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In a multiple sequence alignment, the algorithms will attempt to align the sequences along their length (global alignment). What you need is a local alignment approach with a high penalty for base mismatch. The E-INS-i algorithm in MAFFT might provide the desired functionality. Select the Advanced Settings and there: Strategy -> E-INS-i algorithm Align ...


What you want to perform is commonly called a multiple sequence alignment. As @Wayne_Yux said, the first step is to put all of your protein sequences in a single fasta file. You can then use one of several online tools to apply different alignment algorithms to your protein sequence set. A popular sequence alignment algorithm is Clustal, which ...


You can store the 40 sequences in a fasta file and then use blastp to align them all at once to your reference sequence. After that, you can inspect the alignment hits and see wether they fit your quality expectations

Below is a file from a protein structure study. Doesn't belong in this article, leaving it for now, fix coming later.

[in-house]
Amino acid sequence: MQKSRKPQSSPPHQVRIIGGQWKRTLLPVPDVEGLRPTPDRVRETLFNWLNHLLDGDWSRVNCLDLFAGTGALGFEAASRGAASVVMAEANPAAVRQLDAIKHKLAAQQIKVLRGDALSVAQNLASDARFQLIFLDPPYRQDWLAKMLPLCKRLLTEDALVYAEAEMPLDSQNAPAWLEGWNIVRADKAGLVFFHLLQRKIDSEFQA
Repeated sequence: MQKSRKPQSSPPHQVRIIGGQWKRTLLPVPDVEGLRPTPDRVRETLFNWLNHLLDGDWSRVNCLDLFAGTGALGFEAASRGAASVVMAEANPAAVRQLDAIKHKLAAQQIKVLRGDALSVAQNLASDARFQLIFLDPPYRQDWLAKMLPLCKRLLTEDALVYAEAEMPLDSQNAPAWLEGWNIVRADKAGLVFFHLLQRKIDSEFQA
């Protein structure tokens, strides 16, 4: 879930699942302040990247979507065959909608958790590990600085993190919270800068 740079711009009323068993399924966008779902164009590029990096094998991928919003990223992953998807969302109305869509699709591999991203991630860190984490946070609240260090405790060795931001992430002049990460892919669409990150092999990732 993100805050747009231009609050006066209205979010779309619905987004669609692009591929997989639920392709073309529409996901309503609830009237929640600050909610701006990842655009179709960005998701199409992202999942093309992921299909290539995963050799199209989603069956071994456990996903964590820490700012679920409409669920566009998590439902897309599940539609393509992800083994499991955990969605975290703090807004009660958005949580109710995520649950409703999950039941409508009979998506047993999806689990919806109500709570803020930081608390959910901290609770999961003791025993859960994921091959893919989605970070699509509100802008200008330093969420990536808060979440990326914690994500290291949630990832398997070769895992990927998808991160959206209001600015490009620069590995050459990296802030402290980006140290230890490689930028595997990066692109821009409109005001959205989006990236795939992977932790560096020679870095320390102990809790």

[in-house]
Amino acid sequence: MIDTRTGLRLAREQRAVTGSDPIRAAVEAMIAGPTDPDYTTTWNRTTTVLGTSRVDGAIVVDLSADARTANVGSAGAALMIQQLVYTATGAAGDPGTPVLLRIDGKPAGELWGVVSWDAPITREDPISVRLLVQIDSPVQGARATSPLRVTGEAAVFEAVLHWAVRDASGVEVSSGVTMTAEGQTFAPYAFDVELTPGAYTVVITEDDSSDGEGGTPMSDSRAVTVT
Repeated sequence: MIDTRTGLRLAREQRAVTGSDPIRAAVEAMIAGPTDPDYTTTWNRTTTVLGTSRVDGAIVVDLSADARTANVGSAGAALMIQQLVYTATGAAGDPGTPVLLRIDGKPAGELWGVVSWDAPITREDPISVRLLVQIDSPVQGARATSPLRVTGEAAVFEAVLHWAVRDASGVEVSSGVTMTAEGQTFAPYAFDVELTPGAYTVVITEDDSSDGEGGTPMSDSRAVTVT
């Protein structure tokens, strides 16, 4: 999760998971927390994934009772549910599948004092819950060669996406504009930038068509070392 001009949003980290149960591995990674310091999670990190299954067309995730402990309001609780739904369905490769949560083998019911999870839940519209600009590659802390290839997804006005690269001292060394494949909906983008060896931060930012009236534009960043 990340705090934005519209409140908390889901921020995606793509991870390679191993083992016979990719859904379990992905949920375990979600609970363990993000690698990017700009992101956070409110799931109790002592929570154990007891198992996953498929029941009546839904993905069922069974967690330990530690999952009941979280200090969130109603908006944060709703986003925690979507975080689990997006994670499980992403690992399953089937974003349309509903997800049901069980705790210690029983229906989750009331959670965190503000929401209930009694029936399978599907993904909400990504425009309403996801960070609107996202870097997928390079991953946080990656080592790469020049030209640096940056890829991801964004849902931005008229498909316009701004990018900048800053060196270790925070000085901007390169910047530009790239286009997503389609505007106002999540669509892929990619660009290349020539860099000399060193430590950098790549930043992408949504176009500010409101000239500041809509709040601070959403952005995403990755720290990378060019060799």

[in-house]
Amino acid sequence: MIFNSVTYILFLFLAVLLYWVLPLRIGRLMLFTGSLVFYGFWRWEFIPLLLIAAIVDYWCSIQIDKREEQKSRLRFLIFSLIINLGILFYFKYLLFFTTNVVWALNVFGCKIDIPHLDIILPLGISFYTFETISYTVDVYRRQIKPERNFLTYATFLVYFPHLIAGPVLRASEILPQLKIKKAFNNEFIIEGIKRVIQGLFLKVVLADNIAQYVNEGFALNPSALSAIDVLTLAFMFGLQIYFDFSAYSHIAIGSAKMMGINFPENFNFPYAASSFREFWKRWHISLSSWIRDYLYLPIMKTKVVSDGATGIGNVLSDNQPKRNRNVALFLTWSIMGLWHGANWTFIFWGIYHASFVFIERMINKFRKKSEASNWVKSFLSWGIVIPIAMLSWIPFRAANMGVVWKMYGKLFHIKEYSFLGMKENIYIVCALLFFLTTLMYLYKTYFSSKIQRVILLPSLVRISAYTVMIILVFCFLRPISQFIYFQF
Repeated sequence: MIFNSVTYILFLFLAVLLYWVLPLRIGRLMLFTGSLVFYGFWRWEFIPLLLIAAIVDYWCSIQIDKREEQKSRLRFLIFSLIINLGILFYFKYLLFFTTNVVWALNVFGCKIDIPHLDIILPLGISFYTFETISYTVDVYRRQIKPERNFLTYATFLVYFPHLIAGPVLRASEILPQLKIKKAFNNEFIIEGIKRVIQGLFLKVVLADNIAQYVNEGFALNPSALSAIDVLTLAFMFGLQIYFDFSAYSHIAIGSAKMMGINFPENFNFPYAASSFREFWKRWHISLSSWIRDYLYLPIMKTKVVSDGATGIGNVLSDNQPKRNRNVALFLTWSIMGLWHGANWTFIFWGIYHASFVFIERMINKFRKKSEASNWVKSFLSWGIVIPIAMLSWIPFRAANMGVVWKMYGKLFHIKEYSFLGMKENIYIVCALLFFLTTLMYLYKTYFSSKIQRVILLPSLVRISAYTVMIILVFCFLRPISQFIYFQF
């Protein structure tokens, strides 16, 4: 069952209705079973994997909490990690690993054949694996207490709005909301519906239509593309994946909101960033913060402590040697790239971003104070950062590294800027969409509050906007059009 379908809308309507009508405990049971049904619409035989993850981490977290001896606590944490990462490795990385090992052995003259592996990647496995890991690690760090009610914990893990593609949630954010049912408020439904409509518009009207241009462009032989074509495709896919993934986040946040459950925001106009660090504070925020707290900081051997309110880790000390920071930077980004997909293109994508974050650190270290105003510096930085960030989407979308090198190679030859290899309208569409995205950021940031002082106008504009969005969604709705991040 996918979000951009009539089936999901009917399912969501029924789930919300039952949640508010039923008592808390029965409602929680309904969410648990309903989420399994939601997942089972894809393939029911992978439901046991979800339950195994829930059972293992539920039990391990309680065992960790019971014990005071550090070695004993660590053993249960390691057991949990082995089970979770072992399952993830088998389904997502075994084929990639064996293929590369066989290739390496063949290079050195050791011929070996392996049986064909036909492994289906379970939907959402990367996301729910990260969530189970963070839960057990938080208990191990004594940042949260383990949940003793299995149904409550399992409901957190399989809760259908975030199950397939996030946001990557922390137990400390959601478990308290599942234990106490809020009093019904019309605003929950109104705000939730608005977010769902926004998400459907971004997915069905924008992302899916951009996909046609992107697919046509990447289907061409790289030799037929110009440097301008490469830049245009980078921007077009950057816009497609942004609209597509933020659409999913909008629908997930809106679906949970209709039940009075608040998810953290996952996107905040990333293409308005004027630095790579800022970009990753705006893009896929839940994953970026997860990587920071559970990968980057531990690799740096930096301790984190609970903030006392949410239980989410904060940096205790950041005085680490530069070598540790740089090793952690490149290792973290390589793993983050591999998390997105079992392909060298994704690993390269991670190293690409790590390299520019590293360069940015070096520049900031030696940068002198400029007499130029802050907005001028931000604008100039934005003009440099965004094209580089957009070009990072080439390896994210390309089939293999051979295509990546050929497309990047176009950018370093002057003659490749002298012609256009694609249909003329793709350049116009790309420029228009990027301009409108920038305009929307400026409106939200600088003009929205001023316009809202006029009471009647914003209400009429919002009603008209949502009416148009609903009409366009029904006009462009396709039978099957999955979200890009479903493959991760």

I imagine that for case 1 you have data of the type: Plant1, $t_f$, $t_l$; Plant2, $t_f$, $t_l$; etc. If you are interested in comparing the mean temperatures between flowers and leaves, your data would consist of n measurements coming from flowers and n measurements from leaves. You may surely try a t-test for independent samples, especially if you have ...

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